High-Dimensional Identification and Statistics of Star-Forming Substructures in GMCs
Harvard-Smithsonian CfA, Cambridge, US
Recently, astronomers have explored various physical parameters and statistical measurements in the pursuit of understanding the structure and star formation in GMCs. However, the exploration is often limited to empirically identifying structures and correlation. Moreover, the structure identification is often done using only the (2D) information confined to the plane of the sky, while the correlation is fitted between a priori chosen physical parameters (again, often 2D). This approach not only overlooks the rich potential in the high-dimensional data, but also introduces biases due to human decision.
In the first part of this talk, I will present comparison between several structure identification algorithms including the density-based scanning (DBScan) and Dendrogram. I will present the efficiency of DBScan in identifying structures similar to the observed "bundles" in Taurus, as well as in finding potentially star forming cores, using three- or higher-dimensional data. In the second part, I will introduce statistical methods for identifying trends in high-dimensional (>3D) data, and unbiased ways for measuring the significance of correlation in the multi-dimensional parameter space. Lastly, I will showcase how these algorithms help with understanding the physical environments for substructure/star formation inside GMCs, by applying the algorithms on observational data (comprising data from the COMPLETE survey, the Herschel Gould Belt Survey, and the GBT Ammonia Survey (GAS) and simulations (mainly ENZO MHD simulations), and comparing the results in the multi-dimensional parameter space.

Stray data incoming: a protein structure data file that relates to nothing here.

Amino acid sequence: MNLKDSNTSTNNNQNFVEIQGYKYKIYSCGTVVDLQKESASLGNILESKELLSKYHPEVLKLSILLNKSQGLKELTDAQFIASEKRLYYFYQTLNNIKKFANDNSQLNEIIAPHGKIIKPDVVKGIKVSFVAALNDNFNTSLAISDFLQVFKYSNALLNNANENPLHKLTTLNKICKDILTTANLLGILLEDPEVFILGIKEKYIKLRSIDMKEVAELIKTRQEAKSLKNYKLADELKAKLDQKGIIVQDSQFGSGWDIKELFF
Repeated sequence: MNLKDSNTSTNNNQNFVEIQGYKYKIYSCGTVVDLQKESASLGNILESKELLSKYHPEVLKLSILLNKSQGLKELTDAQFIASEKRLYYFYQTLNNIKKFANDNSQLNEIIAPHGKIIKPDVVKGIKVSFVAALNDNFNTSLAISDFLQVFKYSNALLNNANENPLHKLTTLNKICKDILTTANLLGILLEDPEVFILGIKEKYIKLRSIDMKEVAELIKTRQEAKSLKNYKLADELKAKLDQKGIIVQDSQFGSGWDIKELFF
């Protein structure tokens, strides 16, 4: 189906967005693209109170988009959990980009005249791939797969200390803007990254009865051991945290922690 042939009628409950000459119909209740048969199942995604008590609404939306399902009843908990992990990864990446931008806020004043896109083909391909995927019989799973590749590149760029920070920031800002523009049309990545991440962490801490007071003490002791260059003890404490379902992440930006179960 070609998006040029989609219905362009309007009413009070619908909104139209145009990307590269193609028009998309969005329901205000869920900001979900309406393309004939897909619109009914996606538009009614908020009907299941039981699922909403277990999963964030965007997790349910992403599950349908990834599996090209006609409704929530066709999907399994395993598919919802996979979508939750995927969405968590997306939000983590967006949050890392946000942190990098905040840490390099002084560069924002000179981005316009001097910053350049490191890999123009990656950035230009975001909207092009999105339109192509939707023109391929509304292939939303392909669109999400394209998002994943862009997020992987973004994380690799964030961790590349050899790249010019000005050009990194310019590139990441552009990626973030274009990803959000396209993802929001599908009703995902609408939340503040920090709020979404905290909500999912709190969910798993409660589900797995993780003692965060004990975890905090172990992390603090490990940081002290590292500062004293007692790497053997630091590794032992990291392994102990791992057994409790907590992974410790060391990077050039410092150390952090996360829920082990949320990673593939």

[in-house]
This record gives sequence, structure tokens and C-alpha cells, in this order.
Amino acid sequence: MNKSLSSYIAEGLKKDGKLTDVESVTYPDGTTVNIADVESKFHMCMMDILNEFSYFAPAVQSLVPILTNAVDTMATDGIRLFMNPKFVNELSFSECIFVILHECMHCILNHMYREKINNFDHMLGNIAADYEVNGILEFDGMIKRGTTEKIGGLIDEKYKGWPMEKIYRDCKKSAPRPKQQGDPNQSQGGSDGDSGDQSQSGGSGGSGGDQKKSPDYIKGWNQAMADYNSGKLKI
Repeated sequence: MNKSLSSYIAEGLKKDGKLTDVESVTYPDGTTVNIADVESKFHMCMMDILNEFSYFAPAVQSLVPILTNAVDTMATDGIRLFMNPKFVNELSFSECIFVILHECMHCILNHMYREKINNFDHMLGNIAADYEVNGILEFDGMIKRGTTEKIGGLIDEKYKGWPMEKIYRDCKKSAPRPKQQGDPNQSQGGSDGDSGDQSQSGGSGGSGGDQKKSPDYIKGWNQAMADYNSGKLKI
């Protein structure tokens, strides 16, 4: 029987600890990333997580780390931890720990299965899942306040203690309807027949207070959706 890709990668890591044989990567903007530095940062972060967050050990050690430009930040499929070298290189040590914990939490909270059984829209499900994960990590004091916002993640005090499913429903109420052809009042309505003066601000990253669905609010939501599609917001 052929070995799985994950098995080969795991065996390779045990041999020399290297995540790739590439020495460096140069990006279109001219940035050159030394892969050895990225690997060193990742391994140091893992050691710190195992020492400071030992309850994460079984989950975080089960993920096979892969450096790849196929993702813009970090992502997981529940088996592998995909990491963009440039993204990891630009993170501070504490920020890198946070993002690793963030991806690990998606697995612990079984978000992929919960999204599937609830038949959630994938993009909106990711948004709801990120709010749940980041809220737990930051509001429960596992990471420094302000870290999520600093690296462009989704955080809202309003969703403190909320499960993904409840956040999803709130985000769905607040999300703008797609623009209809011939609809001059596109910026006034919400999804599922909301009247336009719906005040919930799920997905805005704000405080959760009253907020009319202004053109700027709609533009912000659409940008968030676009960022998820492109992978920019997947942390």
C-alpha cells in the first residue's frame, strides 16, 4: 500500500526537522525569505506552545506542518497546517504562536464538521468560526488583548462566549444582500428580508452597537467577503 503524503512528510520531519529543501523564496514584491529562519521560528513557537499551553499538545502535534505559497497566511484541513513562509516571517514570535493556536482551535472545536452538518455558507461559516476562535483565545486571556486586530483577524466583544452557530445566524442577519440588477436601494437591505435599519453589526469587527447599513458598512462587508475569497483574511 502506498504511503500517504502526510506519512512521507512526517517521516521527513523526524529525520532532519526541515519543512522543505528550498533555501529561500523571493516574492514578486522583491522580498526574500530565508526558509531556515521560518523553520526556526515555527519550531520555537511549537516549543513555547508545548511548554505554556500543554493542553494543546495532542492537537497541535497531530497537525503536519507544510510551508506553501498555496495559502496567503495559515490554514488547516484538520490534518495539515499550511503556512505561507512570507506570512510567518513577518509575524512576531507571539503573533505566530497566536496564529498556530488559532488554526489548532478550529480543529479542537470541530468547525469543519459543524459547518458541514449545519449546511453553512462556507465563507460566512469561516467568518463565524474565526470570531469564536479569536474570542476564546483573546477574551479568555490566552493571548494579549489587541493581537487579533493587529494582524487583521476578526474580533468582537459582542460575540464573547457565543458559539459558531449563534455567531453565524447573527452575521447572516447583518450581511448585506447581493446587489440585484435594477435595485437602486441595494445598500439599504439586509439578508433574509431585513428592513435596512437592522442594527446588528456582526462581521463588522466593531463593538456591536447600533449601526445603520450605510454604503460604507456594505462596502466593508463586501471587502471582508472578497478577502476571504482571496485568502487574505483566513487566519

A. Identification of cores in the four-dimensional space, composed of RA, Dec, velocity, and velocity dispersion; using the NH3 emission data from the GBT Ammonia Survey (GAS), and the density based scanning (DBScan) clustering algorithm.
(A-1) The cores identified in the four-dimensional space, on the map of integrated NH3 emission.
(A-2) The cores identified in the four-dimensional space, on the map of velocity dispersion, with contours showing the integrated NH3 emission. This map shows that the DBScan algorithm, applied in the four-dimensional space, successfully recognizes the "coherent cores" similar to those observed by Goodman et al. (1998) and Pineda et al. (2010), and provides a natural boundary defined by connectedness in the four-dimensional space.
(A-3) The cores identified in the four-dimensional space, in the three-dimensional RA-Dec-velocity (position-position-velocity) space. The plot also shows the "noisy samples" given by the clustering algorithm.
B. Comparison of GMCs in observations (Ophiuchus in blue and Orion in red) to results of simulations (ENZO MHD; in gray), in the two-dimensional space composed of the local column density PDF width and the Mach number. Each data point represents a substructure inside (observational and simulated) GMCs identified using the Dendrogram algorithm, with the lines showing hierarchy between Dendrogram-identified substructures. The top/bottom rows show MHD simulations with high/low magnetic field strengths, respectively. The evolution time of simulations increase from the left toward the right.
A. Goodman, CfA, US
J. Pineda, MPE, DE
B. Burkhart, CfA, US
P. Myers, CfA, US
D. Collins, Florida State U, US